Action Camp Update: Day 1

Yesterday was the opening day of Great Plains Tar Sands Resistance’s first action camp—and we’re incredibly thankful to the folks who have thrown their weight behind this struggle and whose history of resistance continues to provide inspiration and context.

The camp began with an opening ceremony led by Carter Camp (below, front right), and Casey Camp (in blue, left), with singing and drumming by Oglalla Lakota folks from Pine Ridge. Casey introduced folks, who came from all over the “United States,” to the region now known as Oklahoma and a myriad of the health and environmental problems caused by exploitative industry in Ponca territory-by-treaty.

Dwane and Carter Camp are both long time AIM (American Indian Movement) veterans.

Dwane and Carter Camp are both long time AIM (American Indian Movement) veterans.

The Great Plains Tar Sands Resistance is holding the action camp in response to the deadly infrastructure projects that are causing environmental genocide, and specifically the Keystone XL Pipeline being built through Oklahoma and carrying toxic tar sands that create more carbon emissions when refined than standard oil.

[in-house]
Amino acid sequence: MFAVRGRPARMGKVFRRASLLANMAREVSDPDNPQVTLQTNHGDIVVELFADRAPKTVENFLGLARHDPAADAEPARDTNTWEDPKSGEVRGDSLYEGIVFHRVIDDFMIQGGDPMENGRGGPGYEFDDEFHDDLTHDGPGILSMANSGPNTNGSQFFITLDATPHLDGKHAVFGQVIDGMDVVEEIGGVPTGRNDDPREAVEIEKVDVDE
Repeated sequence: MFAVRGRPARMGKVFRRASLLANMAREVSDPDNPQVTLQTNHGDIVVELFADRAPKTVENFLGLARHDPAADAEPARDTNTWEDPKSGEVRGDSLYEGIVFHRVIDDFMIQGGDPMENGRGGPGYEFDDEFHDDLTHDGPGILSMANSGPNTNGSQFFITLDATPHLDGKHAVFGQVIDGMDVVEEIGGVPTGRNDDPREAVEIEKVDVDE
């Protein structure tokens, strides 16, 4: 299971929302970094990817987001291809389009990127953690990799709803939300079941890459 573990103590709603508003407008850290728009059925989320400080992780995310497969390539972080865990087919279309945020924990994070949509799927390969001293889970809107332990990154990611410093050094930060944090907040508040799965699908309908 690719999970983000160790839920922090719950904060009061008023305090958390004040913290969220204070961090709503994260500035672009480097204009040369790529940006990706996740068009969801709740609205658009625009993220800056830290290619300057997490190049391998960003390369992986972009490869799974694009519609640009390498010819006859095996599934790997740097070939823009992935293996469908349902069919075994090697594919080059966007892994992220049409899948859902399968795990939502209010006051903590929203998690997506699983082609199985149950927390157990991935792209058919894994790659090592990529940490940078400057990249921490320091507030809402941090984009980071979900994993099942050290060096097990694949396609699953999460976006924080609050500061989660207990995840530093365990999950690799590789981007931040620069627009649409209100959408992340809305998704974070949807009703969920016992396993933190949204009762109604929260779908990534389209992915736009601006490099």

The ConocoPhillips refinery in Ponca City is one of the many refineries in the “United States” now processing diluted bitumen from the tar sands. We come together, from different backgrounds but with similar aims, to oppose the Keystone XL for the devastating and tangible effects of tar sands industry and infrastructure on communities.   From the point of extraction in “Alberta,” along the pipeline route, and living close to refineries on the Gulf Coast which are slated to receive the toxic cargo from the Tar Sands—such as the Valero Refinery in the Port of Houston.

The camp will be providing trainings of direct action and civil disobedience for an upcoming action this week.


4 thoughts on “Action Camp Update: Day 1

  1. ‘PEACEFUL’ protests have clogged the courtrooms with eco convicts who spend their years and resources extracting themselves from the legal system while doing nothing to stop the degradation of the ecosystem. Getting arrested is bad for the environment.

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